I haven't been able to do much sewing lately, what with all of the Holiday festivities and such. I just started on my sleeveless chemise, and then will be moving on to my sleeveless petticoat. Nothing too exciting, but when I'm finished with those, I will post pictures so that you can see the outcome.
High school musical season has started, and if I haven't mentioned this before, I'm the costume director. This year's musical is Seussical, which means that, thankfully, I won't have to do too much sewing, but I have been scouring thrift stores around town for wacky and colorful ensembles. We aren't taking a literal approach, so rather than big furry Sneetch suits, etc, we are going with things like, yellow, vintage inspired Whos and the jungle animals will be more "urban jungle" than anything. Big hair is unavoidable though. Expect pictures in a couple of months.
One thing I don't think I've mentioned yet is that I've been asked by JASNA Louisville to teach a fan painting workshop at next summer's Jane Austen Festival. I'm thrilled about this, and have been researching fans. If you have tons of extra time to waste, browse The British Museum's web site for late 18th century, early 19th century fans. You won't be disappointed.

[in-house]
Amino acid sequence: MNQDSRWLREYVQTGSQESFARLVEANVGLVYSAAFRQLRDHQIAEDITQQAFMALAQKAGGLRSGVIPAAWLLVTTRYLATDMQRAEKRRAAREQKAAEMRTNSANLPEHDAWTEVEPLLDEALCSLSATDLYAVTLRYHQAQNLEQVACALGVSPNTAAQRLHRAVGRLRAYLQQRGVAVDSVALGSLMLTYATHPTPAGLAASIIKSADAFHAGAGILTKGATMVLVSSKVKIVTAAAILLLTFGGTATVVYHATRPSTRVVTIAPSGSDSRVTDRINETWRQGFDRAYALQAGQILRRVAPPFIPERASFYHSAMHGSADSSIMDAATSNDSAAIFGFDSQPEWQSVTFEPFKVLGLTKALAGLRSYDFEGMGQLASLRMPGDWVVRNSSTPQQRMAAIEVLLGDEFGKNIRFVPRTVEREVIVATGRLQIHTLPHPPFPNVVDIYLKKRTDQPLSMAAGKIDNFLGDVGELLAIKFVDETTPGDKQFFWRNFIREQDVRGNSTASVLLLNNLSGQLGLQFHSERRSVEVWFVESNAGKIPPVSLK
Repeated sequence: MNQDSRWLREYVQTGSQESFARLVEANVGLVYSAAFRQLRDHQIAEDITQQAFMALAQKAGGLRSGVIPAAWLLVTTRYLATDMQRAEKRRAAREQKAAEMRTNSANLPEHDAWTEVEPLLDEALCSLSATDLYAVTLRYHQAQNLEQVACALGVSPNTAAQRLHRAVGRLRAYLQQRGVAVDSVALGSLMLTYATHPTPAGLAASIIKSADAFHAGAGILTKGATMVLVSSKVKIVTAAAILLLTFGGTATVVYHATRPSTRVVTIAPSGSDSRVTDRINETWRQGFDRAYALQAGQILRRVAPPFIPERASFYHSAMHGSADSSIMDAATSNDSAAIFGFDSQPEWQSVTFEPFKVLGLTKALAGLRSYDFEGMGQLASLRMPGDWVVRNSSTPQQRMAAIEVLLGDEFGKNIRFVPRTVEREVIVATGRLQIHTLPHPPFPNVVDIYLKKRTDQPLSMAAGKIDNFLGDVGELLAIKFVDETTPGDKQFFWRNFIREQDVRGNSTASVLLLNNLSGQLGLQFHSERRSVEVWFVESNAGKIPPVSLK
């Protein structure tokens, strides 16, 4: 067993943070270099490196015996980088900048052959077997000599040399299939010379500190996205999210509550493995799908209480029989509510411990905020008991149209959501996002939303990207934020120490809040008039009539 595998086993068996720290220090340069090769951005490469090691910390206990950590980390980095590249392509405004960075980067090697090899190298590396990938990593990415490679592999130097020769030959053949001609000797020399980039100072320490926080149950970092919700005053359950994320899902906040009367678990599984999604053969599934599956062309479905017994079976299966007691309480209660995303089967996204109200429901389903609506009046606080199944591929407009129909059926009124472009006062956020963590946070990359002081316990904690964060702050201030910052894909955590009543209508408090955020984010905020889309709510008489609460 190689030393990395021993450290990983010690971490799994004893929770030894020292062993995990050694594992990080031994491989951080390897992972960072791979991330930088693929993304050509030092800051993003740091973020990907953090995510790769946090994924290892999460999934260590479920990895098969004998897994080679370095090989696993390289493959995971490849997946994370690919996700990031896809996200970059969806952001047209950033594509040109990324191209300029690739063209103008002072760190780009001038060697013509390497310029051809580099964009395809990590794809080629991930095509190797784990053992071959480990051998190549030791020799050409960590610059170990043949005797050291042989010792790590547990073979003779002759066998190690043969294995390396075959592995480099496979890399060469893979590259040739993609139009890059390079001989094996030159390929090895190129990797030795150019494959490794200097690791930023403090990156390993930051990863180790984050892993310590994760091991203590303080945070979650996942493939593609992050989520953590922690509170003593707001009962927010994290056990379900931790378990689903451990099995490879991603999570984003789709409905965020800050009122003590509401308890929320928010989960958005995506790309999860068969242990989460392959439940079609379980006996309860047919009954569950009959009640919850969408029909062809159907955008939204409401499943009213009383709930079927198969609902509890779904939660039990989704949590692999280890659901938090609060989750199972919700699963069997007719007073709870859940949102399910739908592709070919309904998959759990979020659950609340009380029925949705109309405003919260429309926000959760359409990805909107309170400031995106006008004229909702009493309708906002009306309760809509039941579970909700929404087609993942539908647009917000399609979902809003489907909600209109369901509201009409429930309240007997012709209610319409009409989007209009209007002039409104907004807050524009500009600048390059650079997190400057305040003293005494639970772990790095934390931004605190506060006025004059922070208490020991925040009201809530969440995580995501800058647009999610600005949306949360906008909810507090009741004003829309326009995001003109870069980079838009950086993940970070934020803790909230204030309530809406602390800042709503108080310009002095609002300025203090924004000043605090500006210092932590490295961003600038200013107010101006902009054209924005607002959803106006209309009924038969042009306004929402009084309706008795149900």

A little over a year ago, I painted THIS FAN. I plan on using it as an example during the workshop, but was asked to create one that is more simply done up, in case someone might not feel up to such a challenge.
So, today I sat down and using examples from The British Museum I came up with this. Fun, colorful, simply done, but still very Regency-esq. I hope it isn't intimidating. What do you think? Could a novice make a fan like this, or is it still too complicated? It seemed easy to me.